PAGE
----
From that point onwards Sin destroyed machina cities, becoming a terror to all Spirans and uniting Spira under a common fear. The citizens of Bevelle at that time thought that what Yevon had summoned from the Zanarkand fayth was Sin that was going around destroying everything as a sign of Yevon's anger.

Yu Yevon's surviving daughter, Yunalesca, made her husband Zaon into a fayth for the Final Summoning and defeated Sin. The moment Sin's shell was cracked Yu Yevon possessed Zaon's aeon, and began building a new Sin around it.

With Sin's "defeat", a short period of peace settled on Spira, known as the first Calm, and the survivors began reconstructing Spira, focusing on Bevelle. Yu Yevon regenerated Sin using Zaon's aeon as a core, and the new Sin destroyed the remaining machina civilizations and thus machina use began to fall out of favor. The Yevon Temple was established in Bevelle and the teachings of paying homage to Yevon and Yunalesca, and preaching of machina prohibition, were adopted by the world at large.[2] The new religion established Sin as a punishment for people's sins, spreading the story that the Calm will arrive with the Final Summoning. After the Temple of Yevon was established the Al Bhed were blamed for the emergence of Sin and executed in numbers, thereby casting them out of society.

Bevelle Temple operates by machina.

Yevon forbids machina use due to its potentially destructive nature, save for a few exceptions (such as the blitzball sphere pool). The Al Bhed continue to be considered heretics for their rebellion against Yevon's doctrine, as well as their salvage and use of ancient machina. Bevelle shows its duplicitous nature in its own secret machina use, knowing of Sin's true origin and that it cannot be banished by the Final Summoning. The Bevelle Temple is full of machina, and the armies of Bevelle wield machina weapons.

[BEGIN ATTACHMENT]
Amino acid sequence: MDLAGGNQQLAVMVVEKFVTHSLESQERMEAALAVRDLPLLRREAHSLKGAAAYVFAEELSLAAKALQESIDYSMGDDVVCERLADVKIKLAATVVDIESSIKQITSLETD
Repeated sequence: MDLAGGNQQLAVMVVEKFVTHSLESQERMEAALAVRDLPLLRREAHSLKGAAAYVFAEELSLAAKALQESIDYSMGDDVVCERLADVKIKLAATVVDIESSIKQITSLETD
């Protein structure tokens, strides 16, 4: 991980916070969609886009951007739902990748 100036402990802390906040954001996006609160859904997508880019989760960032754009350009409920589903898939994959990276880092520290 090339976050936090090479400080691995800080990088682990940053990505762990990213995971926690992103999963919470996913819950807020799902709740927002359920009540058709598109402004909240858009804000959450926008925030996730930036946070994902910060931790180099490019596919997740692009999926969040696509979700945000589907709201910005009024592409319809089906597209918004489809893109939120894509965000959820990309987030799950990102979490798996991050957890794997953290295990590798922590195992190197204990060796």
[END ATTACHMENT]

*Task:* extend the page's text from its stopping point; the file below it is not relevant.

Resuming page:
By Final Fantasy X-2, machina has come into wider use due to the fall of Yevon as the main political force, although many are uncomfortable with its use. As a result, newly built machina are branded "machines". Al Bhed are no longer viewed as heretics, and with the use of machines spreading through Spira hovers replace chocobos at Mi'ihen Highroad.

Spoilers end here.

List of machina[]

Some of the more known machina seen Spira are:


In Final Fantasy X, using the Steal command on any "Mech" enemies will instantly defeat them.

Final Fantasy X Final Fantasy X-2

Other appearances[]

Final Fantasy Record Keeper[]

Some machina appear as enemies.


Machina is the Latin word for "machine". In the English localization, "machina" is pronounced [ˈmɑː.ki.nə].

For the PlayStation 2 release of Final Fantasy X International, Scenario Writer Kazushige Nojima changed all uses of the word "machine" to the English localization's "machina". The Japanese HD Remaster release dialogue is from the original Japanese version, and so the only place to see the alternate dialogue is in Final Fantasy X International for the PS2.[4]


  1. Final Fantasy X Ultimania Omega, p.081
  2. 2.0 2.1 (n.d.) . "Spiran History According to Yevon". From AuronLu. Archived from the original on 8 November, 2020.
  3. Final Fantasy X-2
  4. (2021, July 27). "Tidus was a plumber? – Final Fantasy X 20th Anniversary Developer Interview (Part 1/4)". From Frontline Gaming JP. Archived from the original on 1 August, 2021.